At the start of the year the common consensus in the media was that the struggling Russian economy, due to corruption, western sanctions and an oversized military, meant that a liberal pro-western transition was all but inevitable. Politicians and pundits fell over themselves in asserting that Russia’s interventions in Ukraine and Syria did not reflect a resurgence of power, with Obama claiming that Putin’s actions were ‘not out of strength, but out of weakness.’ When Putin’s favourability ratings dropped from around 90% to 80%, establishment newspapers, such as the Economist, predicted that democratic transition was just beyond the horizon. To many liberals, talk of a Russia capable of challenging the West appeared exaggerated, when considering how Nato spends ten times more on defence than Russia, with many remembering how talk of the mythical ‘bomber gap’ in the 1950s and the resulting Military Industrial Complex, was used by neo-cons in the Pentagon to maintain the massive military budget during the Cold War.
Now these same commentators and politicians, predicting the inevitable collapse of the Russian establishment have been left eating their words, as 2016 has seen political upheaval in Europe and America, whilst Putin remains very much in control of Russia. Yet whilst Brexit was an obvious challenge to Europe’s political unity, it came as nothing to Trump’s victory on 8th November. Not only does Trump’s pro-Russian policies and admiration for Putin strike a far better tone for Moscow, than Clinton’s policy of confrontation in Syria, but took a very active role in influencing the outcome of the election. There is little doubt that the WikiLeaks emails of John Podesta, confirming Clinton’s ‘public and private position’ on politics, gave Trump and plenty of ammunition to further weaken her already terrible honest and trustworthy numbers, potentially one of the reasons explaining why nearly six million fewer Democrat voters turned out than in 2012. The Kremlin is now in fact boasting how it had ‘daily contact’ with the Trump campaign and accusations of the now President-Elect being a Manchurian Candidate will probably only grow during his term.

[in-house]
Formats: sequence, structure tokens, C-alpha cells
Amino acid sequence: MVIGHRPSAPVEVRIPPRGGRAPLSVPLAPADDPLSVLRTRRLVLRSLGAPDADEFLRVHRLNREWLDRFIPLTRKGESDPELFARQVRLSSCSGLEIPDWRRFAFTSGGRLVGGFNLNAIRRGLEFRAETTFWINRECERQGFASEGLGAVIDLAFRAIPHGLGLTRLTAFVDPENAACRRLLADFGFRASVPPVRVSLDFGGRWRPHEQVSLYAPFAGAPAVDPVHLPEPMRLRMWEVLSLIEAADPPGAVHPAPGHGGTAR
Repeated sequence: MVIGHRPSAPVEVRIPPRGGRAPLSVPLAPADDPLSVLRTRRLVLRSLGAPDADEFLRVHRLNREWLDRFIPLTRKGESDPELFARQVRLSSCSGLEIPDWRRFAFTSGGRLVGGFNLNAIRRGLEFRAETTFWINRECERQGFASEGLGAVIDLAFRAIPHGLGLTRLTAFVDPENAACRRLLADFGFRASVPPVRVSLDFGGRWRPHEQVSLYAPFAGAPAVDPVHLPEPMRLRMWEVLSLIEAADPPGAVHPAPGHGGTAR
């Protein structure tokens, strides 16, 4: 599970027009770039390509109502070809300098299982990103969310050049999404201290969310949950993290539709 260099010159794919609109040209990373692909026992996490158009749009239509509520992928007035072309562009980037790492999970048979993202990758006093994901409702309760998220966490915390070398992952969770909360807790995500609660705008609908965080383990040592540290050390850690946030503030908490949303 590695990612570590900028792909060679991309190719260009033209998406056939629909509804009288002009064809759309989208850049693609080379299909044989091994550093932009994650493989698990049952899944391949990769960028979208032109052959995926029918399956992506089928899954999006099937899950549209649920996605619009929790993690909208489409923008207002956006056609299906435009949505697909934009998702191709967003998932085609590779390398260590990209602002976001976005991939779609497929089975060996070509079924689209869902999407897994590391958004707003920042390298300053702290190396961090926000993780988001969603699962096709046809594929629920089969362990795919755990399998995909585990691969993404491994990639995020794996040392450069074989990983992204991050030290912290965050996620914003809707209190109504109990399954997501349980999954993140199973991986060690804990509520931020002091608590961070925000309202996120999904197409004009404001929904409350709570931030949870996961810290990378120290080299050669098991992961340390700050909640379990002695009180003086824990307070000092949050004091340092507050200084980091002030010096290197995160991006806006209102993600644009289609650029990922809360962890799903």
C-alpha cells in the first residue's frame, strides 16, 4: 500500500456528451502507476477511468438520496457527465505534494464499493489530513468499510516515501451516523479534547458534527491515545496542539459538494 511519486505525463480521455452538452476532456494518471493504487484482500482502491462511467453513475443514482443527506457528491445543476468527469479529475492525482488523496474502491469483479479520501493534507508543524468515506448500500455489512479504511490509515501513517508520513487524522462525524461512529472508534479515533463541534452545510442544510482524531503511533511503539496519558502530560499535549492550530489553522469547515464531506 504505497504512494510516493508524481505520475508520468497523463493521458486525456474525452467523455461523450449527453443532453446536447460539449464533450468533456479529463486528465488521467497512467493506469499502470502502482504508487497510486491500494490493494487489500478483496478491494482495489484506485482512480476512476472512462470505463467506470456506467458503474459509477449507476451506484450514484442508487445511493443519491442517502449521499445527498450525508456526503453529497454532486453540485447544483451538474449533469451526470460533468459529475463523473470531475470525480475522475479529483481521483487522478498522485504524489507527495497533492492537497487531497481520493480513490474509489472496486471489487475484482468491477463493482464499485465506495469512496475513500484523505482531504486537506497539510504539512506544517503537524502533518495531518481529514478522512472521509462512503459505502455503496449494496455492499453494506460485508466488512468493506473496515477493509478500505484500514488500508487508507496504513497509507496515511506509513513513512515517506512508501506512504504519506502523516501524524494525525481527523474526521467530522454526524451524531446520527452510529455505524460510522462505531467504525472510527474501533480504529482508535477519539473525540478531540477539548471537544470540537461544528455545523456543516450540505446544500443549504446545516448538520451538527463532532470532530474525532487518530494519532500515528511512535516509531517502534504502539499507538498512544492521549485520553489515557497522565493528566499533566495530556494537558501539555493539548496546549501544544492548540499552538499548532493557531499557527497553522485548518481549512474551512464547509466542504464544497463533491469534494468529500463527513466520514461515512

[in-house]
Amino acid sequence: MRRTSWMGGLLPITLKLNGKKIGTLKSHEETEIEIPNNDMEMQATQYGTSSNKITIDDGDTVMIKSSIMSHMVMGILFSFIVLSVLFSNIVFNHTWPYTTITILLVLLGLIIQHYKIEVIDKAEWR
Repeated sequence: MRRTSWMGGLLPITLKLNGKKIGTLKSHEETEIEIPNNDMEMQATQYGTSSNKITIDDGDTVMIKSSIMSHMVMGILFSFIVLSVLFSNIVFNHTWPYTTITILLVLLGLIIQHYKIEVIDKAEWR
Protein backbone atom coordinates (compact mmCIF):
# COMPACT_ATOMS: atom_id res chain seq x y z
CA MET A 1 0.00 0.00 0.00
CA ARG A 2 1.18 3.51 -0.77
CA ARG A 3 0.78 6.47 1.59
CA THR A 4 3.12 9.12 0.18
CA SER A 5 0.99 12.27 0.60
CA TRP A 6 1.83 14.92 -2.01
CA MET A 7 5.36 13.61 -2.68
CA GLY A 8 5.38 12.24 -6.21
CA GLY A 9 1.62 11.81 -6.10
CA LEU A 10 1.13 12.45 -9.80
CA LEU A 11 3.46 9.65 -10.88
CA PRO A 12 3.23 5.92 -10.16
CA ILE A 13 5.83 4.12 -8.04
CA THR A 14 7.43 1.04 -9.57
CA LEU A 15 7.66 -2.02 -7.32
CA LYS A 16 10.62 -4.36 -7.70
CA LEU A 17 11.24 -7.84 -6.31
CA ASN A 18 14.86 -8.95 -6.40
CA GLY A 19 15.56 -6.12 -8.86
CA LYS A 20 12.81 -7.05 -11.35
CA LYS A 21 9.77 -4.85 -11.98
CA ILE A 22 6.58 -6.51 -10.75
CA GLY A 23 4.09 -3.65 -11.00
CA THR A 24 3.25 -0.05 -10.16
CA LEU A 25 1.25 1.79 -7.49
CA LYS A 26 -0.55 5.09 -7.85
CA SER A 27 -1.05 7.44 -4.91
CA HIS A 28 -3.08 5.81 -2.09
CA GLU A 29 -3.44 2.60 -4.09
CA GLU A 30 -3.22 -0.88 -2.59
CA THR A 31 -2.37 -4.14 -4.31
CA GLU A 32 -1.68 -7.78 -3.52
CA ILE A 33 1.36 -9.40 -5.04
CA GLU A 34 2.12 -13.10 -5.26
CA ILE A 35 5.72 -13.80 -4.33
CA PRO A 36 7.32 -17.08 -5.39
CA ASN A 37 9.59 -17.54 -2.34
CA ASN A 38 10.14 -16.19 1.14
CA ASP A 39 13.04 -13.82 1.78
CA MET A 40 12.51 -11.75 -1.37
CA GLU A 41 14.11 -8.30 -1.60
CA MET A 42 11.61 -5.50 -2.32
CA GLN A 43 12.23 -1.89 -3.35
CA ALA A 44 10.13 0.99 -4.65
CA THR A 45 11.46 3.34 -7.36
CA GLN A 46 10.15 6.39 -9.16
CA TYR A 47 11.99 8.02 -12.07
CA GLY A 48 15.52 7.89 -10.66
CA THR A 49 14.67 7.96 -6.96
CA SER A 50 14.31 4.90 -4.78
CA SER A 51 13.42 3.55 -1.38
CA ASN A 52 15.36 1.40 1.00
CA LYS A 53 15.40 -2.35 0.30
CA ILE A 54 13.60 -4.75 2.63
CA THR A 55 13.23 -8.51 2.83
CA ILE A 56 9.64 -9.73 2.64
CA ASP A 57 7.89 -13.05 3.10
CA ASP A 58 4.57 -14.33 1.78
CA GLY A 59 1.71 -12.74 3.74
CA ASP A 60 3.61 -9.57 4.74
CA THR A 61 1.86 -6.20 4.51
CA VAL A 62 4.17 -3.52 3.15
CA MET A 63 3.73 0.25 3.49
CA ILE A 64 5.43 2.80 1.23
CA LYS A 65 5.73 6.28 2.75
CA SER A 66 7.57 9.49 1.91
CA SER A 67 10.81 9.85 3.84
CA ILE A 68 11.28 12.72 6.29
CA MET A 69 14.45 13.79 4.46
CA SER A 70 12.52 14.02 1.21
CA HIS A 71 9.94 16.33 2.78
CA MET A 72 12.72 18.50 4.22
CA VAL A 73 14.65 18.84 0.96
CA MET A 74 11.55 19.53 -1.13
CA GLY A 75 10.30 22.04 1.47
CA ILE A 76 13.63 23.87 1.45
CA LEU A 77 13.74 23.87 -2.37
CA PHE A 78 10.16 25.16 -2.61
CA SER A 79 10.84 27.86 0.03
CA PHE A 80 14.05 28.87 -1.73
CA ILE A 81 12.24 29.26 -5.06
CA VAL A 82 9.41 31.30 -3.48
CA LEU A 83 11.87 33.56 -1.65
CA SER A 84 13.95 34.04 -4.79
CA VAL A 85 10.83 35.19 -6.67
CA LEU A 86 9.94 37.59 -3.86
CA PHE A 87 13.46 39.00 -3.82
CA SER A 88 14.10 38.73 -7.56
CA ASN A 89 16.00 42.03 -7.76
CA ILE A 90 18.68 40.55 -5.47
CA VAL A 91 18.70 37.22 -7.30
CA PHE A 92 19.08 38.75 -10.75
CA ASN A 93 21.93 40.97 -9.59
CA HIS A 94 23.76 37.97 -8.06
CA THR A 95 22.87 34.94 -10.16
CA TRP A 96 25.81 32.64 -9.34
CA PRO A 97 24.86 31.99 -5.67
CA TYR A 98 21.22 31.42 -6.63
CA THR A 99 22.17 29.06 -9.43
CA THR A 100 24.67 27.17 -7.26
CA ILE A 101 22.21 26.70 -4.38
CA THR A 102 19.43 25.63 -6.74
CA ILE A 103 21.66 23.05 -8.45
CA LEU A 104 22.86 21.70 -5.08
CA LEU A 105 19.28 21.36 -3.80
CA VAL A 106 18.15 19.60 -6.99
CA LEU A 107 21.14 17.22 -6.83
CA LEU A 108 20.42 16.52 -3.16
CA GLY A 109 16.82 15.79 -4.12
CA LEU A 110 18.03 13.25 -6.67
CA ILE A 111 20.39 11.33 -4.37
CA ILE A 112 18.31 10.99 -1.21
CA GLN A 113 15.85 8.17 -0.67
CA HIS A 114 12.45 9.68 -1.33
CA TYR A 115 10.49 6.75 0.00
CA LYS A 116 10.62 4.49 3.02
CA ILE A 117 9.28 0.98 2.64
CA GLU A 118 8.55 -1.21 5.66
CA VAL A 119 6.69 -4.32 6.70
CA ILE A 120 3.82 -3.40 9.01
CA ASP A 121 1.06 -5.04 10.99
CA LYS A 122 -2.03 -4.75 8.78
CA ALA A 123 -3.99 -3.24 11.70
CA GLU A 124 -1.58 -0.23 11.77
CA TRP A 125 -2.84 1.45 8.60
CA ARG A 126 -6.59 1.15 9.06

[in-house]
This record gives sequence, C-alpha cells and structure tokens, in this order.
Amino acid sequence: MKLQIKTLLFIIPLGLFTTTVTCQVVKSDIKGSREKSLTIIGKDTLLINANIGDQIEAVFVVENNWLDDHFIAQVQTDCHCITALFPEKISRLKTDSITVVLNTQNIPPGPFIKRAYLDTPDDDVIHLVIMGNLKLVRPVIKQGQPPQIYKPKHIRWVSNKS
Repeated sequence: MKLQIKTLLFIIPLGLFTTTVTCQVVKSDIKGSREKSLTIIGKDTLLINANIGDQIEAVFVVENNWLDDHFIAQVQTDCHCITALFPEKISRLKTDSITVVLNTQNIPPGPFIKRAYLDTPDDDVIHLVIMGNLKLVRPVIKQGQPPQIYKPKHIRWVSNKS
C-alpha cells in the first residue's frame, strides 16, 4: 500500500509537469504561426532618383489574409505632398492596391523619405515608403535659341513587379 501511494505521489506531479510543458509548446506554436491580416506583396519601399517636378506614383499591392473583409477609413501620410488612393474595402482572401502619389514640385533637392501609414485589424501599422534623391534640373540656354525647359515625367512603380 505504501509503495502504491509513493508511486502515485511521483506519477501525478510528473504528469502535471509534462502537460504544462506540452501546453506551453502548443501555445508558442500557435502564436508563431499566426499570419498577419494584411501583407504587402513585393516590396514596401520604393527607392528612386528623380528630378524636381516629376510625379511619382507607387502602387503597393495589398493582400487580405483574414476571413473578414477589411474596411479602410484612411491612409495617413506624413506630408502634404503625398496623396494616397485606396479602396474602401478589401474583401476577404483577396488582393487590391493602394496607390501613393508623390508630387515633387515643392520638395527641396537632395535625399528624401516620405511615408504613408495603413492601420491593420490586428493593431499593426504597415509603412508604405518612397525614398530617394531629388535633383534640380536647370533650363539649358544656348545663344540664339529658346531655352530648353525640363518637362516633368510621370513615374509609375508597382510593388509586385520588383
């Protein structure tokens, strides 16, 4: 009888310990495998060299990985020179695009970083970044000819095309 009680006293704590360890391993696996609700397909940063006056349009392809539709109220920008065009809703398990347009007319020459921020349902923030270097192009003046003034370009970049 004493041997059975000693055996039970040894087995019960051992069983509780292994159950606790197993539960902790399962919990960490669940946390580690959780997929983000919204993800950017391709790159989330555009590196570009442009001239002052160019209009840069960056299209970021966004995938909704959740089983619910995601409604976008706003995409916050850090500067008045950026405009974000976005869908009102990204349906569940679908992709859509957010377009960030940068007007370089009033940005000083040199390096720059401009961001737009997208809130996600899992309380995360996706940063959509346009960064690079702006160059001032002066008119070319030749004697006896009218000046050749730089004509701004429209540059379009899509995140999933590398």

For the leaders of mainland Europe’s democracies, the rug has been pulled out from under them. Both Merkel and Hollande were highly critical of Trump during the presidential election and are now faced with an unenviable position of rebuilding bridges with a country, whose president has expressed racist views and policies categorically opposed to their own liberal values. Even worse for Paris and Berlin is that the British Government’s new priority in trans-Atlantic relations appears, at this stage, to be securing a post-Brexit free trade deal with Trump (who has said Britain will ‘certainly not be back of the queue’), whilst turning a blind-eye to his indefensible rhetoric.
With Britain being prepared to follow Trump’s isolationist foreign policy as a possible cost to Brexit, Putin may well decide that he can build upon his successes in 2017, when France will elect a new president. Whilst the right-wing populist Marine le Pen and the FN party, which has already received multi million euro loans from Kremlin affiliated banks in the past two years, may be polling far behind its establishment opponents, if 2016 has taught us anything it’s how unreliable polling can be in predicting election results. In any event, the fact that Moscow has openly and successfully influenced the election of the most powerful man on earth, sets an extremely dangerous precedent for everyone in the world who respect the values of equality, sovereignty and democracy.